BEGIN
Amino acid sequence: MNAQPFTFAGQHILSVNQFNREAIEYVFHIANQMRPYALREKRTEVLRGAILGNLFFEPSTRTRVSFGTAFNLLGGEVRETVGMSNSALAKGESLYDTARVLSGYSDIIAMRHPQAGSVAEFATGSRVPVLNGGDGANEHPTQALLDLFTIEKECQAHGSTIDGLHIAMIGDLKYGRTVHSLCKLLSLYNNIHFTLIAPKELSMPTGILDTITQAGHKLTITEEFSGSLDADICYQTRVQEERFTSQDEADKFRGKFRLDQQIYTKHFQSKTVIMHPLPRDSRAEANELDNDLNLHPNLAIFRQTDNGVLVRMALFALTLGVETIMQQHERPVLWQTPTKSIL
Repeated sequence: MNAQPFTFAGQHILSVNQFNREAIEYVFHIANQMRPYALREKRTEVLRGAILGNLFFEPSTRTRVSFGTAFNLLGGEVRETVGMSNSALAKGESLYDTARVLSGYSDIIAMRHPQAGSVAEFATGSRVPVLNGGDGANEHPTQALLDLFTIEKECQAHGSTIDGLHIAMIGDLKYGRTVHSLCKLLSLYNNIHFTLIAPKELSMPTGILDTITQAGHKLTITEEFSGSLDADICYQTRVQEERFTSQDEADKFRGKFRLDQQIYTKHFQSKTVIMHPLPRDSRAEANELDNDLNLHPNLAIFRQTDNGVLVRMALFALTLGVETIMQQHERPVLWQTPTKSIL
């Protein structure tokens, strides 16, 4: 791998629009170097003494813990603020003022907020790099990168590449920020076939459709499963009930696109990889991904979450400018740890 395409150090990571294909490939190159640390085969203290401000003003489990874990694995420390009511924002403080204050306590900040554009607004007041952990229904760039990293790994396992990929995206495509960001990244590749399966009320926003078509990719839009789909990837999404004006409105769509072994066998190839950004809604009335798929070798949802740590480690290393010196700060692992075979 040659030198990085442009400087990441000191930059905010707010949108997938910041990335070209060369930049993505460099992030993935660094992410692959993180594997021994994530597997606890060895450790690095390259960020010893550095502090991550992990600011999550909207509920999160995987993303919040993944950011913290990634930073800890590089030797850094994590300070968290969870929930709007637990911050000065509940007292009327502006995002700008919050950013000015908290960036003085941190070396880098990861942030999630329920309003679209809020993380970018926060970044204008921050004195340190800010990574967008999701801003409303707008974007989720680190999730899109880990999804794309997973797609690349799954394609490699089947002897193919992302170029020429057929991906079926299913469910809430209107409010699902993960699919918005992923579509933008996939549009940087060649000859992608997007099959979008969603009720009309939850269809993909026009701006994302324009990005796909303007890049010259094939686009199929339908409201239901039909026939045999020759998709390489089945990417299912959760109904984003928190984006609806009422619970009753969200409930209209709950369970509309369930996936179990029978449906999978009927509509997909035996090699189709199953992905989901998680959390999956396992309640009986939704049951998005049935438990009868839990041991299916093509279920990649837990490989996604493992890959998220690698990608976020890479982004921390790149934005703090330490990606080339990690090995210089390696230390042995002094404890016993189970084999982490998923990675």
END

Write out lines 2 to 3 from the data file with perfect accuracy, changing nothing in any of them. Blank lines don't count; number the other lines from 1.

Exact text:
Repeated sequence: MNAQPFTFAGQHILSVNQFNREAIEYVFHIANQMRPYALREKRTEVLRGAILGNLFFEPSTRTRVSFGTAFNLLGGEVRETVGMSNSALAKGESLYDTARVLSGYSDIIAMRHPQAGSVAEFATGSRVPVLNGGDGANEHPTQALLDLFTIEKECQAHGSTIDGLHIAMIGDLKYGRTVHSLCKLLSLYNNIHFTLIAPKELSMPTGILDTITQAGHKLTITEEFSGSLDADICYQTRVQEERFTSQDEADKFRGKFRLDQQIYTKHFQSKTVIMHPLPRDSRAEANELDNDLNLHPNLAIFRQTDNGVLVRMALFALTLGVETIMQQHERPVLWQTPTKSIL
């Protein structure tokens, strides 16, 4: 791998629009170097003494813990603020003022907020790099990168590449920020076939459709499963009930696109990889991904979450400018740890 395409150090990571294909490939190159640390085969203290401000003003489990874990694995420390009511924002403080204050306590900040554009607004007041952990229904760039990293790994396992990929995206495509960001990244590749399966009320926003078509990719839009789909990837999404004006409105769509072994066998190839950004809604009335798929070798949802740590480690290393010196700060692992075979 040659030198990085442009400087990441000191930059905010707010949108997938910041990335070209060369930049993505460099992030993935660094992410692959993180594997021994994530597997606890060895450790690095390259960020010893550095502090991550992990600011999550909207509920999160995987993303919040993944950011913290990634930073800890590089030797850094994590300070968290969870929930709007637990911050000065509940007292009327502006995002700008919050950013000015908290960036003085941190070396880098990861942030999630329920309003679209809020993380970018926060970044204008921050004195340190800010990574967008999701801003409303707008974007989720680190999730899109880990999804794309997973797609690349799954394609490699089947002897193919992302170029020429057929991906079926299913469910809430209107409010699902993960699919918005992923579509933008996939549009940087060649000859992608997007099959979008969603009720009309939850269809993909026009701006994302324009990005796909303007890049010259094939686009199929339908409201239901039909026939045999020759998709390489089945990417299912959760109904984003928190984006609806009422619970009753969200409930209209709950369970509309369930996936179990029978449906999978009927509509997909035996090699189709199953992905989901998680959390999956396992309640009986939704049951998005049935438990009868839990041991299916093509279920990649837990490989996604493992890959998220690698990608976020890479982004921390790149934005703090330490990606080339990690090995210089390696230390042995002094404890016993189970084999982490998923990675």